It was the first independent view I had taken with which many disagreed, so far so that my Dad, for example, stopped talking to me for a year (for which he did later apologise.) I didn’t expect the reactions I got – we live in a democracy after all. However, I’d not taken on board the fact that Greenham Common Women’s Peace represented a whole lot more than one demonstration. It was women taking action explicitly without men, a community where the majority were living openly as gay – a sexuality excluding men. It was women openly rejecting the male norms and further not returning to those norms once, “They’d made their point”. So in retrospect, the reaction of that time was bound to be harsh. There were businesses in Newbury that refused to serve us, pubs that band us. The squaddies inside the base would warn us when the Parachute Regiment, were on-site because they were so violent. There were cases of that regiment sticking hot pokers, from their Brasure, though the sides of benders (tents) looking for women.
One night whilst sleeping in my car at violet gate a man tapped on the window, I cautiously wound it down a bit and he asked for directions to Newbury. It was an odd question in the early hours, even pre-satnav but I gave them – 1 left turn. He got back in his van and left. About half an hour later there was a huge crash as a brick hit the top of my car, I looked out the window to see the same van driving away – bizarre – was he working up the courage to speak to one of us, and, finding me non-threatening decide he’d get away with chucking a brick? Or had he intended worse when I opened the window but lost his nerve? I think Greenham, for me, was about a decision I had a right to make in a democracy and one I was not going to be bullied out of by anyone. The one unexpected plus was that not one member of my parent’s circle or of my extended family ever again ask that impertinent question, “So then Jane do you have a boyfriend”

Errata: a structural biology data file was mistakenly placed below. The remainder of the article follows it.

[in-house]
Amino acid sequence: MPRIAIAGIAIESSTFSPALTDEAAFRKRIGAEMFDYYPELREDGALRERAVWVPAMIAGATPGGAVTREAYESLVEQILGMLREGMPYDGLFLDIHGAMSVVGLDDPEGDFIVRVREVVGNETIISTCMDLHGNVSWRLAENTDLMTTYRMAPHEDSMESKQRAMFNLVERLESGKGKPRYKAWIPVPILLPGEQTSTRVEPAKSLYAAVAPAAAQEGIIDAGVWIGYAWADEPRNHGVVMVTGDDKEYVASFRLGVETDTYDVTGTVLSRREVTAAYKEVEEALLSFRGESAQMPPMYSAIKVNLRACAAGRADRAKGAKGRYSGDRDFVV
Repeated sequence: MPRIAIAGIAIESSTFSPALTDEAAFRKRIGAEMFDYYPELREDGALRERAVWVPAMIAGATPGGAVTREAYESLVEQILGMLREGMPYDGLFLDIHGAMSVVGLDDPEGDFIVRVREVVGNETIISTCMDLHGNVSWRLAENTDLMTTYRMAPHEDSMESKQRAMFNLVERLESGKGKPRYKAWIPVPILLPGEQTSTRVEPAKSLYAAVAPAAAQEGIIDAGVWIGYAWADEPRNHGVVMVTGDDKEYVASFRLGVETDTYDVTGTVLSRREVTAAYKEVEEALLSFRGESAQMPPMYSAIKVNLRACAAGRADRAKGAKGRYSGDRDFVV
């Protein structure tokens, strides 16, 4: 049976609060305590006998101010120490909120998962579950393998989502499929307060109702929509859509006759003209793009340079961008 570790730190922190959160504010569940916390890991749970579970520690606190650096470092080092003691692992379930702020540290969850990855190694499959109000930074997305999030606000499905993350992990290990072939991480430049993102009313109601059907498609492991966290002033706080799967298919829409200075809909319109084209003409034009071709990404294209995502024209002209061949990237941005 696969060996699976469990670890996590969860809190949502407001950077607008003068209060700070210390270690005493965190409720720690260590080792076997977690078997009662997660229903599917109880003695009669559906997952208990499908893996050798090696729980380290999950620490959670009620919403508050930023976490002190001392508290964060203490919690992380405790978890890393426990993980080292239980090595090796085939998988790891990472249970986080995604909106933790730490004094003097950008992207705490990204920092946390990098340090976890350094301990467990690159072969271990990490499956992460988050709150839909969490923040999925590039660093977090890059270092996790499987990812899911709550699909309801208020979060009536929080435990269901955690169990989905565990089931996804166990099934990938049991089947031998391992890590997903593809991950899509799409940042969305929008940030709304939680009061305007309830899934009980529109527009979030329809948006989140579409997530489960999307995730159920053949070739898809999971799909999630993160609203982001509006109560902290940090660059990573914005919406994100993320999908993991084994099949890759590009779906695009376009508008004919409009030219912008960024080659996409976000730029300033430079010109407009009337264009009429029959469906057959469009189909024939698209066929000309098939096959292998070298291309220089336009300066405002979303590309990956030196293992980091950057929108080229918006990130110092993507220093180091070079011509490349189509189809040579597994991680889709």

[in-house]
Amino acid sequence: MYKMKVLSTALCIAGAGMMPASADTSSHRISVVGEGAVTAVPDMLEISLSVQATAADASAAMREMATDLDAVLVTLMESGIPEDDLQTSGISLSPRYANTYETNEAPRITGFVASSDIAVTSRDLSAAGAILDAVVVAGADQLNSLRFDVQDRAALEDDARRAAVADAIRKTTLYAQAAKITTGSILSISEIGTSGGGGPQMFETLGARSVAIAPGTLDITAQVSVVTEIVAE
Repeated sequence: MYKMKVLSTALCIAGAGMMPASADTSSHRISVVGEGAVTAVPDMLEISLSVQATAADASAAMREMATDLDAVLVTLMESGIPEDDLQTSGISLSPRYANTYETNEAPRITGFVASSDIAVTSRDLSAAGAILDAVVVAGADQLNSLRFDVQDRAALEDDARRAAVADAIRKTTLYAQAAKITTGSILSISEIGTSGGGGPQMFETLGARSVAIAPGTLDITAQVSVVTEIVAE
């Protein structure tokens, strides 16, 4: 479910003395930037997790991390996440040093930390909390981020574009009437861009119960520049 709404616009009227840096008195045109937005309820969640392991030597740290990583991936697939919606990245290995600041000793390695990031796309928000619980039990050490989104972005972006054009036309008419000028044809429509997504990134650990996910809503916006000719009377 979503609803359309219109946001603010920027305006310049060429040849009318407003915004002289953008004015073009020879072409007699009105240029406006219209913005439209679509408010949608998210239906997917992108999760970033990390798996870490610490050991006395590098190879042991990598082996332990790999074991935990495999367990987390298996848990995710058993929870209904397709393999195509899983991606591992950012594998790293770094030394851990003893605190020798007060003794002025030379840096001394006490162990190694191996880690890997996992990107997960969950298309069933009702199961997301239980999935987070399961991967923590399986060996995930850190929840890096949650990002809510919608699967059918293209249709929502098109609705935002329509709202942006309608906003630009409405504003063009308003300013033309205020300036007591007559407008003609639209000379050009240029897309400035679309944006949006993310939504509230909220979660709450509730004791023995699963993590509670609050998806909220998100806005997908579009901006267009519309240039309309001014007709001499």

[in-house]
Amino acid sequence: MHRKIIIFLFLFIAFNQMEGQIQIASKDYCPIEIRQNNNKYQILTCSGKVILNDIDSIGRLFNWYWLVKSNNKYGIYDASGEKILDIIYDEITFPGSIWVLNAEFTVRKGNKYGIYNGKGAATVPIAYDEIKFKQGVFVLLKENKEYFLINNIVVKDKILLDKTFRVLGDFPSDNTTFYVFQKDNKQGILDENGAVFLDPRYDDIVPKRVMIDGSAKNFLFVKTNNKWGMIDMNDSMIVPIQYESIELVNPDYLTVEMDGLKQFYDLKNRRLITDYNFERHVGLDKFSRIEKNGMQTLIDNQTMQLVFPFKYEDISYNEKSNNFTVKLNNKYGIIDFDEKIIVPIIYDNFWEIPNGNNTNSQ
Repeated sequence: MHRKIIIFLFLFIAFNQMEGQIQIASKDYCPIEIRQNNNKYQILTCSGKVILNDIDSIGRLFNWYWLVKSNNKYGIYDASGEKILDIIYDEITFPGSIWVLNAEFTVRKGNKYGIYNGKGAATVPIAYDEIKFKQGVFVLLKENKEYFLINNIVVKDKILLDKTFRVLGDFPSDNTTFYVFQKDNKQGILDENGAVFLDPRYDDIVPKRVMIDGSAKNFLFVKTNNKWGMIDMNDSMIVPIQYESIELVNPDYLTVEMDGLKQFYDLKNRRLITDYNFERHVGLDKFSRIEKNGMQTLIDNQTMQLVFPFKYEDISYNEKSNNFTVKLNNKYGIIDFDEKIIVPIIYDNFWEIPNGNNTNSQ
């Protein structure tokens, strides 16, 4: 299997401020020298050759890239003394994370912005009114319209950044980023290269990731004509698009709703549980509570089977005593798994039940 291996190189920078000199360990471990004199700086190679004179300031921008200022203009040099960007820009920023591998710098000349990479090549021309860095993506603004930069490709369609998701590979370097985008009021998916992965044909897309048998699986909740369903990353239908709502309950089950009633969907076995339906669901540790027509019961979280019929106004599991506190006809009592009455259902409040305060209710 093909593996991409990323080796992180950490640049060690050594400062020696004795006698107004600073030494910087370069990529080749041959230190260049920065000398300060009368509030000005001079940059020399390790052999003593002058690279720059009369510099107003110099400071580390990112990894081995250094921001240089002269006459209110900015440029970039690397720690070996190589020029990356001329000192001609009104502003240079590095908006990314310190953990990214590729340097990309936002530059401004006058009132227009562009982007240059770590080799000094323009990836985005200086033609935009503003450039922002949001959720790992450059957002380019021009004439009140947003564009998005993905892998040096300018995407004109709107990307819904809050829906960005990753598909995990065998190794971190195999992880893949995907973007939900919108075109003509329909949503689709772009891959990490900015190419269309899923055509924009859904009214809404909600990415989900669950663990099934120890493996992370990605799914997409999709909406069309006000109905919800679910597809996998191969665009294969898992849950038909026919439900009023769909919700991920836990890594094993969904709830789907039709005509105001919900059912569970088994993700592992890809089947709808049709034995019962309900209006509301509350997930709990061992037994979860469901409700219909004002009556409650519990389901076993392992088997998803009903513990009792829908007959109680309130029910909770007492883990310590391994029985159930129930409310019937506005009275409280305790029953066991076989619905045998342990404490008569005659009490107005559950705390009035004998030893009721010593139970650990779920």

#CarryGreenhamHome #OtherGirlsLikeMe #GCWPC #IndigoGate #VioletGate